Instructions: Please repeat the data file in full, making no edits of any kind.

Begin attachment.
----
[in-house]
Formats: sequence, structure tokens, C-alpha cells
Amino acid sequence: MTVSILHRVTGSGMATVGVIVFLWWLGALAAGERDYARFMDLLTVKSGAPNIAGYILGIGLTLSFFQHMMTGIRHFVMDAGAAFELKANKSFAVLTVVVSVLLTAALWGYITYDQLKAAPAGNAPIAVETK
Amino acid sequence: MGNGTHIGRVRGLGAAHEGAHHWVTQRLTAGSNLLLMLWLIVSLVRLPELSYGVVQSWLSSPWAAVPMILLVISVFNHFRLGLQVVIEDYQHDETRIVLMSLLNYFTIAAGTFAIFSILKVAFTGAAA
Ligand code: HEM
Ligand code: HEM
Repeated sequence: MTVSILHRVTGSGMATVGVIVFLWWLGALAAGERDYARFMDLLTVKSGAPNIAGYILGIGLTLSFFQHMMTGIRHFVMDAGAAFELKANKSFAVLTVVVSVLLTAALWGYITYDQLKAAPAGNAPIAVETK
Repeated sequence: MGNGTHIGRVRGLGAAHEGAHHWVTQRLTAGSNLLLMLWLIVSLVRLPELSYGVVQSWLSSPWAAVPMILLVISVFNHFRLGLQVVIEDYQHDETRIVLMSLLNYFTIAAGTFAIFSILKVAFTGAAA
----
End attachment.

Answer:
[in-house]
Formats: sequence, structure tokens, C-alpha cells
Amino acid sequence: MTVSILHRVTGSGMATVGVIVFLWWLGALAAGERDYARFMDLLTVKSGAPNIAGYILGIGLTLSFFQHMMTGIRHFVMDAGAAFELKANKSFAVLTVVVSVLLTAALWGYITYDQLKAAPAGNAPIAVETK
Amino acid sequence: MGNGTHIGRVRGLGAAHEGAHHWVTQRLTAGSNLLLMLWLIVSLVRLPELSYGVVQSWLSSPWAAVPMILLVISVFNHFRLGLQVVIEDYQHDETRIVLMSLLNYFTIAAGTFAIFSILKVAFTGAAA
Ligand code: HEM
Ligand code: HEM
Repeated sequence: MTVSILHRVTGSGMATVGVIVFLWWLGALAAGERDYARFMDLLTVKSGAPNIAGYILGIGLTLSFFQHMMTGIRHFVMDAGAAFELKANKSFAVLTVVVSVLLTAALWGYITYDQLKAAPAGNAPIAVETK
Repeated sequence: MGNGTHIGRVRGLGAAHEGAHHWVTQRLTAGSNLLLMLWLIVSLVRLPELSYGVVQSWLSSPWAAVPMILLVISVFNHFRLGLQVVIEDYQHDETRIVLMSLLNYFTIAAGTFAIFSILKVAFTGAAA